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Thread: Average size of a Featherweight?

  1. #1
    Roboteer

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    What is the usual/average size of a featherweight? A rough starting point width by length.

    I know there's a weight limit and no real restriction but what size should I be looking at making my robot? I have looked and seen various sizes recommended on forums but they vary greatly. Yet in the videos on YouTube the robots all look a similar size.

    I don't want to make a robot that fits in a cereal box that ends up squashed by something the size of coffee table.

    How big is your robot?

  2. #2
    R9000's Avatar
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    Rory Charlesworth
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    I struggled with this at first too. It needs to be a bit bigger than your average RC car. The closest thing I can think of to compare the size to is a briefcase, but not quite as big as a suitcase. Something like 400mmx350mm or a bit bigger. I don't have my bot to measure with me at the moment, but that should give you a vague idea.

  3. #3
    maddox10's Avatar
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    Hannibalito3 is 460mm wide and 380mm long.

  4. #4
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    Luna-Tic measures 400mm wide and 500 long (550mm including the lifting scoop).

    Stumped me to stat with as well. What I did was start with what I knew. I'm using cordless drill motors that are 150mm long and they are end to end either side of the bot, allow 50mm between them for space, that's 350mm. The wheels screw directly to the motor, so no added width there, finally adding the thickness of the side armour with a little space for the wheel to wobble about in, comes out as 400mm.

    To work out the length, as I'm using 4WD skid steer, I wanted the wheels to be square to each other (the same distance apart sideways as they are long ways). Adding a little wedge on the front of the chassis itself and the scoop, comes to as it is. Its maybe a little on the larger size, compared to a two wheeled bot but it has a nice low profile and plenty of pushing power. (I hope, not combat tested yet) ;-)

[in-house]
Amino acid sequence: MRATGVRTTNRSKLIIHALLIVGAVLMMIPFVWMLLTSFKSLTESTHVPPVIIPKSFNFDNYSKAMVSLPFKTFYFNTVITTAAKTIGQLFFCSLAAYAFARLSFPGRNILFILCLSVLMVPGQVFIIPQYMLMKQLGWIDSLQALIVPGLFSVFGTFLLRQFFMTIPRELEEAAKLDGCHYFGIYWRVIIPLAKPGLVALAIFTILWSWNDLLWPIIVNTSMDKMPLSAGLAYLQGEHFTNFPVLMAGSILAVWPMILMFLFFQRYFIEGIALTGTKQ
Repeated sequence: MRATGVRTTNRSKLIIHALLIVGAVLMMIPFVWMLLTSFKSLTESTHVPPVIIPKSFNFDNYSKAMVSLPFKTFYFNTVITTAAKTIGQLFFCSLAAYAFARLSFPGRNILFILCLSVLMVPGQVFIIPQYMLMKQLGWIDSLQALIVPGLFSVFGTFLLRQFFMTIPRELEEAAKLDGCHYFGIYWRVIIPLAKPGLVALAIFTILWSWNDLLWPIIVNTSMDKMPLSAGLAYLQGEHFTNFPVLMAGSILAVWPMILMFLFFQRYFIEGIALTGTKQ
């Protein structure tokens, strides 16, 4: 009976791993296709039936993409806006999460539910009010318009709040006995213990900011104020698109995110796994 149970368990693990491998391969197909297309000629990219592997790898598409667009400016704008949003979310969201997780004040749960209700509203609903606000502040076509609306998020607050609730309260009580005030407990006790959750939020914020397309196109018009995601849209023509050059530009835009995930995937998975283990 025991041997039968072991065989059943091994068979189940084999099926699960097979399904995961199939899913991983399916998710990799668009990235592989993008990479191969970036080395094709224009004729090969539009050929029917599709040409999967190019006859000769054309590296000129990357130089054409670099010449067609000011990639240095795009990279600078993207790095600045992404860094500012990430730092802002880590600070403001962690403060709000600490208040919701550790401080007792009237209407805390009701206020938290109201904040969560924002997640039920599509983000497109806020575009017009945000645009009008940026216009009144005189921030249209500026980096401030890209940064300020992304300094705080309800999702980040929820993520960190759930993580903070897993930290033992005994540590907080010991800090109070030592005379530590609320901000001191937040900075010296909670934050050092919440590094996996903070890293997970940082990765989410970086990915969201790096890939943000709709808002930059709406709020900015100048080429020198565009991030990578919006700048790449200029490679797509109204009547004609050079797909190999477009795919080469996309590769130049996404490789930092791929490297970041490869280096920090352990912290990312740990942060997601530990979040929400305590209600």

There's no wrong size, but make sure you can fit everything inside. Weight is the major issue of concern, weigh everything as you fit it and keep track of the 13.6kg allowance. So if you can make it 50mm smaller do, that will save you weight in the long run regarding chassis and armour.

  5. #5
    Flag Captured's Avatar
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    Inb4 Japanese Fighting Tortoise

    Hardwired 2 and 3 are both about 300x400 or round about that - that said, the non-scoop parts of HW2 would fit on the size of an A5 piece of paper, which makes maintenance a bit of a pain. On the other side of things, my beetleweight Fhqwhgads is the same size and works on the whole massive air gap principle which has worked so far. Either can work but there's definitely a need to make effective use of the size in either scenario...

  6. #6
    Danny B's Avatar
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    It also depends on what you're planning to make it from. If you plan on building the whole thing from Hardox, you'll have to make it smaller than if you were planning to use aluminium or HDPE. A lot of Hardox FWs I've encountered seem to be around 350mm long and wide, whereas my HDPE bots are around 50% bigger.

    Also, bear in mind whether you want to enclose the wheels or not. Putting the wheels on the outside leaves them more exposed, but it means you can make the chassis narrower.

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